Health News Articles

Protect Yourself Against Dangerous Blood Clots

Feb 11, 2014
The ability of your blood to clot can stop potentially dangerous bleeding when you suffer an injury or cut. But clots that form unrelated to an injury can be life threatening—causing a stroke, heart attack or pulmonary embolism. 

“When a clot forms in an artery or vein there is always a risk that it will dislodge and cause serious damage to an organ,” says Qian Wang, MD, a physician with Princeton Medicine specializing in internal and geriatric medicine and board certified in internal medicine. “The risk is greatest for people with a family history of clots; heart, artery or blood disorders; or diabetes. But there are many other things that can put you at risk, including taking certain medications or hormones such as estrogen, pregnancy, being overweight, smoking and even dehydration.” 

To reduce your risk of developing a blood clot, maintain a healthy and active lifestyle and pay attention to your body. “The key to spotting excessive blood clotting is to be aware of your level of risk, take note of any changes in your body, and seek medical attention when you notice something unusual,” says Dr. Wang. 

Chest pain, shortness of breath, and pain or discomfort in your arms, back, neck or jaw can be signs of a blood clot in the heart or lungs, which can result in a heart attack or pulmonary embolism, leading to damage to the lungs. Pain, redness, warmth and swelling in your lower leg can be a sign of a blood clot in the leg, called deep vein thrombosis (DVT), which can also cause a pulmonary embolism.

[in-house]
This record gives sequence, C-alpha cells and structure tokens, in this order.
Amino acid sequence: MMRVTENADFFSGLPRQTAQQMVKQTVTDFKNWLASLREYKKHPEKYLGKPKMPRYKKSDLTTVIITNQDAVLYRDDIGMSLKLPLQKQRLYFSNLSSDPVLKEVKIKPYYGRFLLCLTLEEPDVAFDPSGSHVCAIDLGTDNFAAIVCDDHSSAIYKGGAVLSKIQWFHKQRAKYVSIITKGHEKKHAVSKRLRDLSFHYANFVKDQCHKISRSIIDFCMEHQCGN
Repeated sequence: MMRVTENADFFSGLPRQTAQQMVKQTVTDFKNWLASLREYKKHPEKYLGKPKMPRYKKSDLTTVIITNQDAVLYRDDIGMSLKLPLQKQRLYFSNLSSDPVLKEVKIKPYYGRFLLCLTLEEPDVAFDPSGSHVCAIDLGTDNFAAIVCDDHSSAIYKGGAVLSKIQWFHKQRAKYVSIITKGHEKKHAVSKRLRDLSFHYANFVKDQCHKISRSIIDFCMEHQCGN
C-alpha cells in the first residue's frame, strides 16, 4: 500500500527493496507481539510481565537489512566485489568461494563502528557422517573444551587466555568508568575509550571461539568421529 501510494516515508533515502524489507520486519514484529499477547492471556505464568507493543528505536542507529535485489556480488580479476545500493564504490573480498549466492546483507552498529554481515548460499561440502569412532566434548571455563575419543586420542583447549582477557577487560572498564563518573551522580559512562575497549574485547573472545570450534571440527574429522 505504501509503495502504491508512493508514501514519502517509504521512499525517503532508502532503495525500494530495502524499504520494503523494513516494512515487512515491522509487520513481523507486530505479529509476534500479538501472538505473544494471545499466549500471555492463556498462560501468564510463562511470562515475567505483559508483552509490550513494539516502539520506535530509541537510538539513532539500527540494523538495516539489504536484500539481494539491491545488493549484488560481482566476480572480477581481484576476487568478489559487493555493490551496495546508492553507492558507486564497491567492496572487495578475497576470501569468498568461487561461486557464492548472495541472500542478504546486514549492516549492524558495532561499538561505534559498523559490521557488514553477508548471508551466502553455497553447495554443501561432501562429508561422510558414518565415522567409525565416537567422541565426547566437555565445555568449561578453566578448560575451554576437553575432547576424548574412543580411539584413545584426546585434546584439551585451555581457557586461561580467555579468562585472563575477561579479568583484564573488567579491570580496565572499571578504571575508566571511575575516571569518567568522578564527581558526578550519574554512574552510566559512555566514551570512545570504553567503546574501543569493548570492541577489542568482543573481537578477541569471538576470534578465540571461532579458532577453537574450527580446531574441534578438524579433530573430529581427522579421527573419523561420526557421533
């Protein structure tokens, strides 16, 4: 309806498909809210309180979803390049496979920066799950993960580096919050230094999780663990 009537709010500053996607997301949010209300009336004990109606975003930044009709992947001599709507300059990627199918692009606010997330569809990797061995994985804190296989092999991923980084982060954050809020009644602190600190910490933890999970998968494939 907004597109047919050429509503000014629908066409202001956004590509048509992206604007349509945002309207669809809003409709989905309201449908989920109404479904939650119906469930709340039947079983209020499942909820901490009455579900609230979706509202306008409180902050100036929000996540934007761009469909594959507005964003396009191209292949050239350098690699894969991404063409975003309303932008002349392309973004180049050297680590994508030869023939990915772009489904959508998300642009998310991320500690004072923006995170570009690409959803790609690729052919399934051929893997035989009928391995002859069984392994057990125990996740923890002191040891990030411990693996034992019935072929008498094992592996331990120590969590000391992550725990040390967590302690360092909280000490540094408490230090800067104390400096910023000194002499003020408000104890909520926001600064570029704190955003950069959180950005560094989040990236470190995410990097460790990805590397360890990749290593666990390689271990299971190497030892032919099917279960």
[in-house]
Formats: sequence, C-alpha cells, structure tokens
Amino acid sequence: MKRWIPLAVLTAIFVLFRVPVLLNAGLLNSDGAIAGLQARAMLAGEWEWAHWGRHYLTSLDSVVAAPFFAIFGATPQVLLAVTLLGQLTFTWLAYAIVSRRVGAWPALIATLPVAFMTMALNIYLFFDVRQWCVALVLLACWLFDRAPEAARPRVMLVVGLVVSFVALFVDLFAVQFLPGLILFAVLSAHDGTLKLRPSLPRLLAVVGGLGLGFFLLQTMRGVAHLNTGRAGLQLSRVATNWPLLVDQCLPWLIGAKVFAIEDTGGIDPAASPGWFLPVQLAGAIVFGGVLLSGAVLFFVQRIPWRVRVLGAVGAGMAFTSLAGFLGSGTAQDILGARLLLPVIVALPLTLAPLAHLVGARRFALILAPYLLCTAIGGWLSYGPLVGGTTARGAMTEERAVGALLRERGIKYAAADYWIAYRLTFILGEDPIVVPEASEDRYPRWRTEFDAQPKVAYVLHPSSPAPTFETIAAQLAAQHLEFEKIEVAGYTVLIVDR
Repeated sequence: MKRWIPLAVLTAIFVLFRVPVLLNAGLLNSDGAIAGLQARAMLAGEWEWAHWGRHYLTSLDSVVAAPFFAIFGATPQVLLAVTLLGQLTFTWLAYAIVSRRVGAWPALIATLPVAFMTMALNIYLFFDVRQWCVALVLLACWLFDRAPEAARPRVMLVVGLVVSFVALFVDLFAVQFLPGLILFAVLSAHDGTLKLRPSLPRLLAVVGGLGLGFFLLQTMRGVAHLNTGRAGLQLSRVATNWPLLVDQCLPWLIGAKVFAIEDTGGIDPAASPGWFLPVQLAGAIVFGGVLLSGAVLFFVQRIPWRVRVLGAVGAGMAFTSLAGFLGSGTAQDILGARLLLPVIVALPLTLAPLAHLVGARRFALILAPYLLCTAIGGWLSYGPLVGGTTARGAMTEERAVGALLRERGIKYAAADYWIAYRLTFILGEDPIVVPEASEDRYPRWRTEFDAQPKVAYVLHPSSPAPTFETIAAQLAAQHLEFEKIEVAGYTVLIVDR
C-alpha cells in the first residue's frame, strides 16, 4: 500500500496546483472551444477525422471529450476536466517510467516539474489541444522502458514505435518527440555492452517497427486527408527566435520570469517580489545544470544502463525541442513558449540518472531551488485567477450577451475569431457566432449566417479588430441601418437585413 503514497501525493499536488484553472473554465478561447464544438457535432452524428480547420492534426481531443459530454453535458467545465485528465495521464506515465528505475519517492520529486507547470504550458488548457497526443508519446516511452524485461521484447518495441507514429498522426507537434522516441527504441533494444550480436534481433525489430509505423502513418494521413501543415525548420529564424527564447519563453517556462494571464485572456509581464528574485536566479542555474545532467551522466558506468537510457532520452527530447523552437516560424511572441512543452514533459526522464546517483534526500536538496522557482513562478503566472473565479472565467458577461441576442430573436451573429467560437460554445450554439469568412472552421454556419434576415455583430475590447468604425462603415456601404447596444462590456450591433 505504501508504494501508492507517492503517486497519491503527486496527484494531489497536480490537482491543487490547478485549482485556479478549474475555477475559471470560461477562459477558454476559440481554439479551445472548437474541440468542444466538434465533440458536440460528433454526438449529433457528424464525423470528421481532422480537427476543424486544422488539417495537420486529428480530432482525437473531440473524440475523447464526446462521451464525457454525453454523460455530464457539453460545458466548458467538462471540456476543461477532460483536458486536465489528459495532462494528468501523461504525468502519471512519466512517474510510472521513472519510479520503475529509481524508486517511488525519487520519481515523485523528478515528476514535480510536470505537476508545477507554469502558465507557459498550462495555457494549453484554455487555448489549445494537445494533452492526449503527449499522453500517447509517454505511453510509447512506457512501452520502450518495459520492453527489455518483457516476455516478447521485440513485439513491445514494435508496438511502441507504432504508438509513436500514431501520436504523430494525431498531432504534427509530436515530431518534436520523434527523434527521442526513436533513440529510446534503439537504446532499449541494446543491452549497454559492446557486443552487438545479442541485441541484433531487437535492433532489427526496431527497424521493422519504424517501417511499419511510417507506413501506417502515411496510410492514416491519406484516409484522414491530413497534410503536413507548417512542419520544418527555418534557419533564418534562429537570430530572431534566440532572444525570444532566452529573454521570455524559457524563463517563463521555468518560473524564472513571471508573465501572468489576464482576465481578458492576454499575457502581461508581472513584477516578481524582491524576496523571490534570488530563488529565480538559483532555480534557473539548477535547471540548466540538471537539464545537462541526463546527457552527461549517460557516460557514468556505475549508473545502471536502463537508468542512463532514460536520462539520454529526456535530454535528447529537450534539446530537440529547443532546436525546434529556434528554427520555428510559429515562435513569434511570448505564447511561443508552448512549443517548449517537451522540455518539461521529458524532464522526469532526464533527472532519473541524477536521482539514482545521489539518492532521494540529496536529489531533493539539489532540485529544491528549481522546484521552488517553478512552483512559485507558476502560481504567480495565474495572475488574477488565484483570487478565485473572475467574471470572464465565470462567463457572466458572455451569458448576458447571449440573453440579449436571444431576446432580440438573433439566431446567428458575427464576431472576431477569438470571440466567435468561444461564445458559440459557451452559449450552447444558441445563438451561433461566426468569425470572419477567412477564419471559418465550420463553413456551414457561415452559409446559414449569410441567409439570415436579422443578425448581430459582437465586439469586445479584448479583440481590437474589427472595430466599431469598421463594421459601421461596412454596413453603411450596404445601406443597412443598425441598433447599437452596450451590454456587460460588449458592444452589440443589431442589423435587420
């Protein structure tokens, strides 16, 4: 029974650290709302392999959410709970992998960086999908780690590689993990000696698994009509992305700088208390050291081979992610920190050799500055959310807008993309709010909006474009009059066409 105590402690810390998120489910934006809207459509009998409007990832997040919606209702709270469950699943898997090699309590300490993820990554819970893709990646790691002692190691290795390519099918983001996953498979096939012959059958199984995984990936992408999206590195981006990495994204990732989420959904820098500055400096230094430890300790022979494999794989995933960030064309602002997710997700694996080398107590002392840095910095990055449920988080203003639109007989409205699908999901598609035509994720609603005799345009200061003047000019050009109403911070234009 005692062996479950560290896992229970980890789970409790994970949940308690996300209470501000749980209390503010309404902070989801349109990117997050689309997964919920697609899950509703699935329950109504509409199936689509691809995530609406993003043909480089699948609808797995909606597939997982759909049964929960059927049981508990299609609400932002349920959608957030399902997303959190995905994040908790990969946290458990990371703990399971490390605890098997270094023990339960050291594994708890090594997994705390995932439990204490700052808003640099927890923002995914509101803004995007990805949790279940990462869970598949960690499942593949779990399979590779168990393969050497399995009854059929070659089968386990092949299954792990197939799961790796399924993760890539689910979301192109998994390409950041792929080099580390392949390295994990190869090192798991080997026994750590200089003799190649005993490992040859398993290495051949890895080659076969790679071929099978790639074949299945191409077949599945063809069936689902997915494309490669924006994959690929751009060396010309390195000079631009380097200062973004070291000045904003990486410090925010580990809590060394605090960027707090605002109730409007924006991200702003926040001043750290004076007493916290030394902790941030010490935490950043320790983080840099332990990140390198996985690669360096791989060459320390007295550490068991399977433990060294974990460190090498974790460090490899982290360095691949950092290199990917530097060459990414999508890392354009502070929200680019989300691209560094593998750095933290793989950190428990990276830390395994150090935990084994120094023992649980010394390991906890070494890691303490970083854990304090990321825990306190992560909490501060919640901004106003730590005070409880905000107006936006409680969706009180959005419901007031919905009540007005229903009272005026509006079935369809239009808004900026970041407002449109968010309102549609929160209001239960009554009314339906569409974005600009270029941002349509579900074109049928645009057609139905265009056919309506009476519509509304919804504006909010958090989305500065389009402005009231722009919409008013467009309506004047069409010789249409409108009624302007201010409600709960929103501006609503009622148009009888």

If you have symptoms of deep vein thrombosis, call your physician. You should seek emergency care if, along with DVT, you develop chest pain, difficulty breathing, loss of consciousness, or if you begin coughing up blood. 

“Discuss your risk factors with your doctor,” says Dr. Wang. “Regular checkups and honesty about your lifestyle and new or changing health conditions, even if they seem minor, can be extremely important.” 

For assistance finding a physician affiliated with Princeton HealthCare System, call 1.888.PHCS4YOU (1.888.742.7496) or visit